Memory problems are common as people age. In fact, we’ve all been there. We walk into a room and forget why we wanted to go into that room. We forget where we put our keys or our glasses.
However, there are varying degrees of forgetfulness. Mild forgetfulness is considered a normal part of the aging process. As we age, it can take longer to learn new things, it can be more difficult to remember information and it is common to misplace possessions like keys and glasses.
Other types of memory issues can indicate a more serious problem, such as dementia or Alzheimer’s disease.
This month, we’re going to look at less serious memory issues – why they can occur and tips for dealing with and avoiding them. Next month, we’ll look at the more serious problems.
Let’s start by looking at the two main causes of mild forgetfulness – emotional and health issues.
Forgetfulness that is caused by emotional problems, such as stress, anxiety and depression, can often be mistaken for dementia because it can be accompanied by confusion. It can be triggered by losing a spouse, relative or good friend; or even retiring from a long career.
Think about someone you know who has lost a spouse. Coping with the loss often leaves them feeling a bit confused, sad, lonely, worried and bored. This confusion and forgetfulness is usually temporary and will go away over time.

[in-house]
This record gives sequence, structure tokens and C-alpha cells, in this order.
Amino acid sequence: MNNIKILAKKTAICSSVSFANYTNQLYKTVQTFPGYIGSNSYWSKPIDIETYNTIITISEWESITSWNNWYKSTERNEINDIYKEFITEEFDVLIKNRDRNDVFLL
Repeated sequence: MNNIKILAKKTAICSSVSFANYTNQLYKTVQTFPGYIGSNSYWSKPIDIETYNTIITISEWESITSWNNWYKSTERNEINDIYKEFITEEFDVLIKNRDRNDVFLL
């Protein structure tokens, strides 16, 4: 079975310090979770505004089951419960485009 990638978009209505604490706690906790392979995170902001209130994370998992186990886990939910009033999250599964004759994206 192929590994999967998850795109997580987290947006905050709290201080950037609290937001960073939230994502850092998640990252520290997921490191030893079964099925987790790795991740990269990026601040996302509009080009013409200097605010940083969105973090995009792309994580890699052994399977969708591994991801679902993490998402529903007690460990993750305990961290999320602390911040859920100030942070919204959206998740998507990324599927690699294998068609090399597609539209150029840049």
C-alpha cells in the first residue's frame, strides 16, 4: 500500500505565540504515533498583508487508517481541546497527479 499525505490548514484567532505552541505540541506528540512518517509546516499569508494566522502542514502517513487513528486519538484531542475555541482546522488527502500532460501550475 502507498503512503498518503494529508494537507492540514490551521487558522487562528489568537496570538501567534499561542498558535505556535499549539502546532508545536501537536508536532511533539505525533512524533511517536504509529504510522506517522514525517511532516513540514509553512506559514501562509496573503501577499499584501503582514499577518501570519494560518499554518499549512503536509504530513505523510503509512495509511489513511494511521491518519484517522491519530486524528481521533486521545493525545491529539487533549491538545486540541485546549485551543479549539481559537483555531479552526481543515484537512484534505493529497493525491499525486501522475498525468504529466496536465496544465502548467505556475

The love and support from friends and family will help ease these emotions. However, if these feelings continue for more than a year or so, it might be wise to see a doctor or counselor.
Health issues, some of which may be treatable, can also create forgetfulness. For example, vitamin B12 deficiency, medication side effects and chronic alcoholism can create memory problems. Some thyroid, kidney or liver disorders; or tumors, infections or blood clots in the brain could also be the culprit.
For any of these types of issues, you should see a doctor immediately so that it can be treated properly.
But don’t become discouraged if you are dealing with mild forgetfulness. There are a variety of techniques to help maintain memory and mental skills, such as:
• Make “to-do” lists. The task of writing down tasks, as well as the written reminder, helps people remember what they need to do at any given time. Make use of memory aids, such as sticky notes, white boards and calendars.
• Learn new hobbies or investigate new interests, so that you can stay involved in activities that help the mind and body. Some of these activities, such as exercise and even new hobbies, can also help relieve feelings of stress, anxiety and depression.
• Engage in physical activity. Several studies have associated exercise with improved brain function. Depending on one’s age and condition, this doesn’t have to be a strenuous exercise routine. It can be as simple as a getting up from a chair and stretching, or taking a short walk.
• Limit alcohol use. Studies have indicated that heavy or binge drinking over time can cause memory loss and permanent brain damage.
Hopefully, these ideas will help. Again, if you or a loved one experiences memory problems that are not going away over time, please talk to a doctor.